Melochia umbellata

Melochia umbellata

Family: Byttneriaceae

Origin: native from India to New Guinea and Philippines. Introduced beyond in southern Asia and Pacific Island

Common name: Banitlog, Hierba de Soldado

Reference: Phytoimages

Here is a description from Common Trees of Hawaii:

This is a small tree that reaches 50ft (15m) tall. Leaves alternate, with long slender stalk 2 3/4 – 4 inches (7-10cm) long. Blades broadly ovate, large … abruptly long-pointed, heart-shaped at base, finely sawtoothed, thin, soft hairy, dull green above and gray green beneath.

It was introduced in Hawaii in 1925 because it is quick growing and as shade for young forest trees and coffee. It is now considered an invasive weed there.

According to Pacific Island Ecosystems at Risk (PIER) the calyx (sepals) ranges from yellowish green to pinkish brown and the petals from pale pink to red, rarely yellow or orange-tinged, pale blue, purple, or violet.







Leucaena leucocephala

Family: Fabaceae

Common Name: Ipil-Ipil

Origin: introduced during the Spanish times as feed for livestock

Reference: Stuartxchange

According to the Stuartxchange website, in the early 1970’s and early 80s this tree was known as the “miracle tree” because it is long-lived and highly nutritious as forage for animals. It is also one of the fastest growing leguminous trees. It also says that it was used in reforestation.

It is now considered an invasive weed.

From Global Invasive Species Database:

The fast-growing, nitrogen-fixing tree/shrub Leucaena leucocephala, is cultivated as a fodder plant, for green manure, as a windbreak, for reforestation, as a biofuel crop etc. Leucaena has been widely introduced due to its beneficial qualities; it has become an aggressive invader in disturbed areas in many tropical and sub-tropical locations and is listed as one of the ‘100 of the World’s Worst Invasive Alien Species’. This thornless tree can form dense monospecific thickets and is difficult to eradicate once established. It renders extensive areas unusable and inaccessible and threatens native plants.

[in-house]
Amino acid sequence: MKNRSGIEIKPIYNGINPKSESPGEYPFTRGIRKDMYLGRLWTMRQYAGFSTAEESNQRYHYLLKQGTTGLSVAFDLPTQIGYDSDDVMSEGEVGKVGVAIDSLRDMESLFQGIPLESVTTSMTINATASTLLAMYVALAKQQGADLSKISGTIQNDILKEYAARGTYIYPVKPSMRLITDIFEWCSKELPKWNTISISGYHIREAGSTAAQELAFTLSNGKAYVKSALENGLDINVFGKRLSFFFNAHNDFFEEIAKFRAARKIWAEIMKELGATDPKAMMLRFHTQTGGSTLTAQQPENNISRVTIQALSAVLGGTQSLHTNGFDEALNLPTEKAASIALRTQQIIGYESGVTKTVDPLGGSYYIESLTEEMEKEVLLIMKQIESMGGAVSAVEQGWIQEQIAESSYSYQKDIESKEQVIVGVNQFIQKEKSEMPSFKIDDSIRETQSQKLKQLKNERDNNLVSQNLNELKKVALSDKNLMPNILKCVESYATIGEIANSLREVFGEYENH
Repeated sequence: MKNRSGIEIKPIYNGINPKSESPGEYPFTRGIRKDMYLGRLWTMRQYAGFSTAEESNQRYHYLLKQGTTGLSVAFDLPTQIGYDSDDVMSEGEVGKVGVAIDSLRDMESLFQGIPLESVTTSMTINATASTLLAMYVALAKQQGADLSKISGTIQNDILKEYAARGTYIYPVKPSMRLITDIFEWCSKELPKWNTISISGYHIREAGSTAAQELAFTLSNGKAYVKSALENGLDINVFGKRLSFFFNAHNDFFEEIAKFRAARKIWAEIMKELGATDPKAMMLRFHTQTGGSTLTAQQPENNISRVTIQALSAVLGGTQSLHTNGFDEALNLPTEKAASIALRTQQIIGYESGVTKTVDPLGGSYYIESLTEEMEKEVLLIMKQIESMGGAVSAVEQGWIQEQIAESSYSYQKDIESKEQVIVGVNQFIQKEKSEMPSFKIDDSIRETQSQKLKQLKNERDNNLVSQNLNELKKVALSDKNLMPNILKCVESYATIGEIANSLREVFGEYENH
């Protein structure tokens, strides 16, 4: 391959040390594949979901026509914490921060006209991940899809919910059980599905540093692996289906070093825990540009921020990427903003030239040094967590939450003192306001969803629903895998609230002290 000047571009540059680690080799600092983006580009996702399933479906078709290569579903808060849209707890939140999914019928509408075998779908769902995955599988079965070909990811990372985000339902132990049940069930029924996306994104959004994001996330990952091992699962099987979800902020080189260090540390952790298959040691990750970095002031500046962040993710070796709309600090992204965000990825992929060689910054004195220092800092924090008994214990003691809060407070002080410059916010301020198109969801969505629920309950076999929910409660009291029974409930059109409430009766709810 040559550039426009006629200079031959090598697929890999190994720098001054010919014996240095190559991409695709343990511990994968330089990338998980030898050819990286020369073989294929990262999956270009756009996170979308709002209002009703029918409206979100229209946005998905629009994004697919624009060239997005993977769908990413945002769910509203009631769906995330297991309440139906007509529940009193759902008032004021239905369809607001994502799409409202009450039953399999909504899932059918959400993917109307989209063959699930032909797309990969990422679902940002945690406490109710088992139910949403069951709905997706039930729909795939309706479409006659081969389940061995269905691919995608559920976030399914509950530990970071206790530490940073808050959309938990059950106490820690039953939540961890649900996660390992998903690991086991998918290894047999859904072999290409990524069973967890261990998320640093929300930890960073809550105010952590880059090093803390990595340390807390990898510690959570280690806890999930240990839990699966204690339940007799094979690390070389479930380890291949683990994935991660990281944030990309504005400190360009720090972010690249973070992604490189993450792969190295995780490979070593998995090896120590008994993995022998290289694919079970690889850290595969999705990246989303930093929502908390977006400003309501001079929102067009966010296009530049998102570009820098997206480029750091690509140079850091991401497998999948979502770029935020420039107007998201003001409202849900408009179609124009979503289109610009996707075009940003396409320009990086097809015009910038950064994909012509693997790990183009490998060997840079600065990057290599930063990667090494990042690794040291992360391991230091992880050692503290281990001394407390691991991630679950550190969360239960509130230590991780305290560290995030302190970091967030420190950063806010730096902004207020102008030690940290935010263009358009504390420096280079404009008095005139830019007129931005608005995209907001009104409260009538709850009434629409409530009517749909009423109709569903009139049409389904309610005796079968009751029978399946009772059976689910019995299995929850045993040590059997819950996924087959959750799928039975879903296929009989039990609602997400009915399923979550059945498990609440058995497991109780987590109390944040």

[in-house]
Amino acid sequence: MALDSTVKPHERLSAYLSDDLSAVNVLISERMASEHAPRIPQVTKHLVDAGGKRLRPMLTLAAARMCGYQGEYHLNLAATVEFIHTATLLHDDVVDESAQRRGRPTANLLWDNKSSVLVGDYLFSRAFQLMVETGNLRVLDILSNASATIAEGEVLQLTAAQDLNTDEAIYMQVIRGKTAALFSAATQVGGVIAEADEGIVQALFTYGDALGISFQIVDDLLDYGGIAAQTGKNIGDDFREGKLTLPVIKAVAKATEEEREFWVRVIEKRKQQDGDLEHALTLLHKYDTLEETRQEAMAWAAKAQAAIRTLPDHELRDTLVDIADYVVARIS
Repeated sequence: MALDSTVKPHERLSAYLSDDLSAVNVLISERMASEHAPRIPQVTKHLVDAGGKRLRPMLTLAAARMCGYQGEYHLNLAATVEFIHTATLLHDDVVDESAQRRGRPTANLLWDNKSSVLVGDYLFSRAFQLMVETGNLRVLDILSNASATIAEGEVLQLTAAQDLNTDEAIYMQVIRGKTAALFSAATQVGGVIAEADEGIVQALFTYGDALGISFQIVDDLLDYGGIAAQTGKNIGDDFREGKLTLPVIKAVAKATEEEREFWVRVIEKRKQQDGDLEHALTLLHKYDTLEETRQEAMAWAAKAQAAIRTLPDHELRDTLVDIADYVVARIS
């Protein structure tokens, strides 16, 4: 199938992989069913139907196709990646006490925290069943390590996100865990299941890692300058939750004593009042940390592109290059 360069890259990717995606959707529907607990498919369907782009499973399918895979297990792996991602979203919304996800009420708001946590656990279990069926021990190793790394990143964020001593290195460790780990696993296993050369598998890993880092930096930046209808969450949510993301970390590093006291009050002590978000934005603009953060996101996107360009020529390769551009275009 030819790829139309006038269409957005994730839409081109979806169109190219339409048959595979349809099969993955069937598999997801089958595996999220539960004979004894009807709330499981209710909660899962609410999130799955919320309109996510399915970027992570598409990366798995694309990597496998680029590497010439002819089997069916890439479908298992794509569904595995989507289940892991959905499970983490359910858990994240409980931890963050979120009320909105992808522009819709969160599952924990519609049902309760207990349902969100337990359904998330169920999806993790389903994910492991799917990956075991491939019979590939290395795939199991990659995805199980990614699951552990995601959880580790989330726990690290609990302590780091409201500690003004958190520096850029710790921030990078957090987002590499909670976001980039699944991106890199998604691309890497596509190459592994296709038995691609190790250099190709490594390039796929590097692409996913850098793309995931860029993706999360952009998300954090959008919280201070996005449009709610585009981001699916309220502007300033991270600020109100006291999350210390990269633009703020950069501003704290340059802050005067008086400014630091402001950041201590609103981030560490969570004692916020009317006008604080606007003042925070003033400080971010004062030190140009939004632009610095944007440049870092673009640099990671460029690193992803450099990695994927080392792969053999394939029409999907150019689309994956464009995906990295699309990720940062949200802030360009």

I only noticed the presence of Ipil-Ipil in our place this year when I saw many seedlings coming up at the site where I’ve been clearing hagonoy weeds.  Then I started noticing seedlings coming up in other areas, as well as several trees in flower. We will be removing as many of the trees and seedlings as possible.

The Cutest Weed

This is the cutest weed I’ve ever seen! It is a vine with dark pink tendrils. Inside each puffy ball are two seeds. The ripe seeds are black with white hearts! I didn’t get to inspect the dried up balls with the ripe seeds. Something to look at next time I’m at the farm!

Cardiospermum halicacabum
aka Heart Pea, Balloon Vine, Parol-parolan, Matang Kengkoy
It is an introduced plant and is found throughout the Philippines.


It has small white flowers.

When I was taking pictures of the plant, Tara walked up to me and ate the hagonoy that was holding the weed up. No, Tara! It’s the cutest weed ever.


And, you probably shouldn’t be the hagonoy either. It’s toxic!

Update:  Some friends have fond recollections of playing with this weed when they were kids! The puffs make a sound when popped. The black seeds were used for “sumpit” , a type of mouth blow gun.

2nd Update: Photos of the seeds.